Yellow curry paste is highly versatile and adaptable; it may be used in various meat, vegetable, seafood, noodle, and soup recipes. This sweet-scented yellow curry paste makes Thai food, so simple to prepare and cook, especially if you create the paste ahead of time.
But what if you run out of this paste in the middle of cooking or just want to try something different? The good news is that there are a few yellow curry paste alternatives you can use instead.
You can easily swap other paste types if you don’t care about the classic yellow curry paste. Panang, Vindaloo, and Red curry pastes are just a few of the pastes available. Continue reading to learn how to make yellow curry paste substitutions. You’re sure to discover a decent yellow curry paste replacement out there!
What is Yellow Curry Paste?
Yellow curry has more turmeric than traditional Thai curries, giving it a bright yellow colour. Thai Yellow Curry Paste is not only a lovely, well-balanced curry, but it also provides an excellent base for Thai soups like khao Soi.
The curry has a deep, robust flavour that is sweet with subtle spice undertones and is spicy without being overwhelming. Like all of our other pastes, our yellow curry paste is made entirely of natural herbs and spices, with no artificial colours or preservatives.
Thai Yellow Curry Paste has a similar ingredient list to its green and red curry siblings, but turmeric is the star because it gives the curry its distinctive colour! We only utilize the finest herbs and spices, including turmeric, red chilli, galangal, lemongrass, shallots, garlic, kaffir lime rind, white pepper, and rock salt in our Thai Yellow curry paste.
Spices have been consumed since the dawn of civilization. With the inclusion of lemongrass, kaffir lime leaves, and coconut milk, yellow curry “Kaeng kari” is without a doubt the most Indian classic four-spices curry. Turmeric is the crucial ingredient in a Thai yellow curry that gives it its colour.
Chicken is often utilized in a Thai yellow curry, and the paste is combined with coconut milk. The versatility of yellow curry paste allows it to be used as a soup basis. But it’s also delicious with seafood or a variety of vegetables.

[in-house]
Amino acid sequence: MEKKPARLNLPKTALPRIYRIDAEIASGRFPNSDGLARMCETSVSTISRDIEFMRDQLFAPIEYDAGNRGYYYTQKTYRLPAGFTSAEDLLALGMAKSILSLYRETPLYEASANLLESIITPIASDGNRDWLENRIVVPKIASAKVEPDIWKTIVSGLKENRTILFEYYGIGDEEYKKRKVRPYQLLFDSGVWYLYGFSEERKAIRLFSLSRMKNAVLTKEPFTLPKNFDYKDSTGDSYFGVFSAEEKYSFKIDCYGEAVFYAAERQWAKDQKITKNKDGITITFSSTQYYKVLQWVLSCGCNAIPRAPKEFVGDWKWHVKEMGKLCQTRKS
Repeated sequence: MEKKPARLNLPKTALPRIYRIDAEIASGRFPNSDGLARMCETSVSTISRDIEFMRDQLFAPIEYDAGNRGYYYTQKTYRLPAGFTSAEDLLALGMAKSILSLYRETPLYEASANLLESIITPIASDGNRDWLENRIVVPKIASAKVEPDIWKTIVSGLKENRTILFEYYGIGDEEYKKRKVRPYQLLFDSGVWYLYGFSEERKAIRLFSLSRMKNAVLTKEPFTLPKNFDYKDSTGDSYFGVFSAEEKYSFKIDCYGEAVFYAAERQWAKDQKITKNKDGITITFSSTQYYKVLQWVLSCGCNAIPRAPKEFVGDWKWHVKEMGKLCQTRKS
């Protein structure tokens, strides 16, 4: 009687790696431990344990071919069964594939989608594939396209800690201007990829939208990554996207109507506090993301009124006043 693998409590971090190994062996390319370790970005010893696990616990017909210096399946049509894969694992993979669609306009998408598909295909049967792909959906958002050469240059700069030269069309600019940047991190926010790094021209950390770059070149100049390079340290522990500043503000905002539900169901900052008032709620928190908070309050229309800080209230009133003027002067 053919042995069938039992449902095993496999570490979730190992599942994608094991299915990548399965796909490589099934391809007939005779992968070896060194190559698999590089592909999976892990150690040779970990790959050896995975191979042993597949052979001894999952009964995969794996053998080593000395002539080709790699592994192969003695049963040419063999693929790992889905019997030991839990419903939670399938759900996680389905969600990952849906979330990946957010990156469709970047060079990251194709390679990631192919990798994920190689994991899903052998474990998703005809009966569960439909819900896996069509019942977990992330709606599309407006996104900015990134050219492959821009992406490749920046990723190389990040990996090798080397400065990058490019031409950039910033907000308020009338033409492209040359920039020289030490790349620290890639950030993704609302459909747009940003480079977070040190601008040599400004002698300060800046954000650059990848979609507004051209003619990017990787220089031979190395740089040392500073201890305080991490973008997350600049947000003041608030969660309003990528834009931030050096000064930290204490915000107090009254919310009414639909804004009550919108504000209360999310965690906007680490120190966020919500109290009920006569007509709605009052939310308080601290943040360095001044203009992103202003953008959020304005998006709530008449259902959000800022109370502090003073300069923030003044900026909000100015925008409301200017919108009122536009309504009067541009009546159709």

What are Some Yellow Curry Paste Substitutes?
Laksa is a fragrant noodle soup that originated with early Chinese immigrants. Use laksa paste instead of yellow curry paste to get a comparable flavour and appearance. Many of the same ingredients are present, such as turmeric root, galangal, lemongrass, Kaffir lime leaf, and salt. Although laksa paste is slightly oilier than yellow curry paste, both are excellent alternatives for the classic dish.
Start by cooking the laksa paste in a saucepan to produce a traditional Laksa. Allow it to sizzle before adding the broth, which will bring out the taste and aroma. If you don’t have the paste, combine it with half a teaspoon of turmeric powder to achieve the bright yellow hue. The noodles should be cooked separately because they will absorb liquid from the soup stock. You can add them to the soup once they’re done.
Panang Curry Paste
If yellow curry paste is unavailable, Panang curry paste, a milder variation of this Thai staple, can be substituted. It’s made with dried chiles and coconut milk and has a flavour and consistency similar to red curry paste, but it’s considerably milder. Panang curry paste contains coriander seed, kaffir lime peel, peanuts, and chiles. If necessary, yellow curry paste can be substituted for this curry paste.